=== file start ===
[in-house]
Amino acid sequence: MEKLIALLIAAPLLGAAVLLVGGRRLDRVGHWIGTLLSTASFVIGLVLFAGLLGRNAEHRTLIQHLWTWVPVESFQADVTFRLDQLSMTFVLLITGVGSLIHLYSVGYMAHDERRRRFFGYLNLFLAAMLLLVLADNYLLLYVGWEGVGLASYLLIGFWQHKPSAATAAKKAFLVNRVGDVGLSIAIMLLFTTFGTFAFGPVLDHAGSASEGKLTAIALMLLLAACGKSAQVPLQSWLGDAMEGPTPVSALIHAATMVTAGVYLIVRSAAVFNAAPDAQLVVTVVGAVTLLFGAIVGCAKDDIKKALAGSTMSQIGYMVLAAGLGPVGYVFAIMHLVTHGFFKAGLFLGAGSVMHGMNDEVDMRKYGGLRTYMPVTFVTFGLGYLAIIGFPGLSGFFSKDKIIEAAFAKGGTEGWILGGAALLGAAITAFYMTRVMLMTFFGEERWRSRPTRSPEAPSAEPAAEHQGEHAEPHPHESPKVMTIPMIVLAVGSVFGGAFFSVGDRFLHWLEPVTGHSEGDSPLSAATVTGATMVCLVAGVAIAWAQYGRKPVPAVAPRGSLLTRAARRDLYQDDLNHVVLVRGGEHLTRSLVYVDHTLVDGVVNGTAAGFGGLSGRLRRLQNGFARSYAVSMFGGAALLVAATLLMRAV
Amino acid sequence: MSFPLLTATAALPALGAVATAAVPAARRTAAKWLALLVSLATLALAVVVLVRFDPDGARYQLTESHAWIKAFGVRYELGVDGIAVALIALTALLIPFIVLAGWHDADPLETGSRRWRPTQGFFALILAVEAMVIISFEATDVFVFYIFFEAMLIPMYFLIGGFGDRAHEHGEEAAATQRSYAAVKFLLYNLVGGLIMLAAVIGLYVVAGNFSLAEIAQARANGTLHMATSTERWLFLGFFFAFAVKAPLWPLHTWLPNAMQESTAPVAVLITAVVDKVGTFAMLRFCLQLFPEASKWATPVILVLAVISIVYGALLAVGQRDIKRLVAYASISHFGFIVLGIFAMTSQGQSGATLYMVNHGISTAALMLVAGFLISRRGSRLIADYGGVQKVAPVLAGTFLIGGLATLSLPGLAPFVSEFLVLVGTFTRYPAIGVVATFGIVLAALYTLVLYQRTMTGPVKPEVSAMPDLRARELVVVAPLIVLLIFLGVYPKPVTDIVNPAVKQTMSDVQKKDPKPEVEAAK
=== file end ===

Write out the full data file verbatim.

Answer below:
[in-house]
Amino acid sequence: MEKLIALLIAAPLLGAAVLLVGGRRLDRVGHWIGTLLSTASFVIGLVLFAGLLGRNAEHRTLIQHLWTWVPVESFQADVTFRLDQLSMTFVLLITGVGSLIHLYSVGYMAHDERRRRFFGYLNLFLAAMLLLVLADNYLLLYVGWEGVGLASYLLIGFWQHKPSAATAAKKAFLVNRVGDVGLSIAIMLLFTTFGTFAFGPVLDHAGSASEGKLTAIALMLLLAACGKSAQVPLQSWLGDAMEGPTPVSALIHAATMVTAGVYLIVRSAAVFNAAPDAQLVVTVVGAVTLLFGAIVGCAKDDIKKALAGSTMSQIGYMVLAAGLGPVGYVFAIMHLVTHGFFKAGLFLGAGSVMHGMNDEVDMRKYGGLRTYMPVTFVTFGLGYLAIIGFPGLSGFFSKDKIIEAAFAKGGTEGWILGGAALLGAAITAFYMTRVMLMTFFGEERWRSRPTRSPEAPSAEPAAEHQGEHAEPHPHESPKVMTIPMIVLAVGSVFGGAFFSVGDRFLHWLEPVTGHSEGDSPLSAATVTGATMVCLVAGVAIAWAQYGRKPVPAVAPRGSLLTRAARRDLYQDDLNHVVLVRGGEHLTRSLVYVDHTLVDGVVNGTAAGFGGLSGRLRRLQNGFARSYAVSMFGGAALLVAATLLMRAV
Amino acid sequence: MSFPLLTATAALPALGAVATAAVPAARRTAAKWLALLVSLATLALAVVVLVRFDPDGARYQLTESHAWIKAFGVRYELGVDGIAVALIALTALLIPFIVLAGWHDADPLETGSRRWRPTQGFFALILAVEAMVIISFEATDVFVFYIFFEAMLIPMYFLIGGFGDRAHEHGEEAAATQRSYAAVKFLLYNLVGGLIMLAAVIGLYVVAGNFSLAEIAQARANGTLHMATSTERWLFLGFFFAFAVKAPLWPLHTWLPNAMQESTAPVAVLITAVVDKVGTFAMLRFCLQLFPEASKWATPVILVLAVISIVYGALLAVGQRDIKRLVAYASISHFGFIVLGIFAMTSQGQSGATLYMVNHGISTAALMLVAGFLISRRGSRLIADYGGVQKVAPVLAGTFLIGGLATLSLPGLAPFVSEFLVLVGTFTRYPAIGVVATFGIVLAALYTLVLYQRTMTGPVKPEVSAMPDLRARELVVVAPLIVLLIFLGVYPKPVTDIVNPAVKQTMSDVQKKDPKPEVEAAK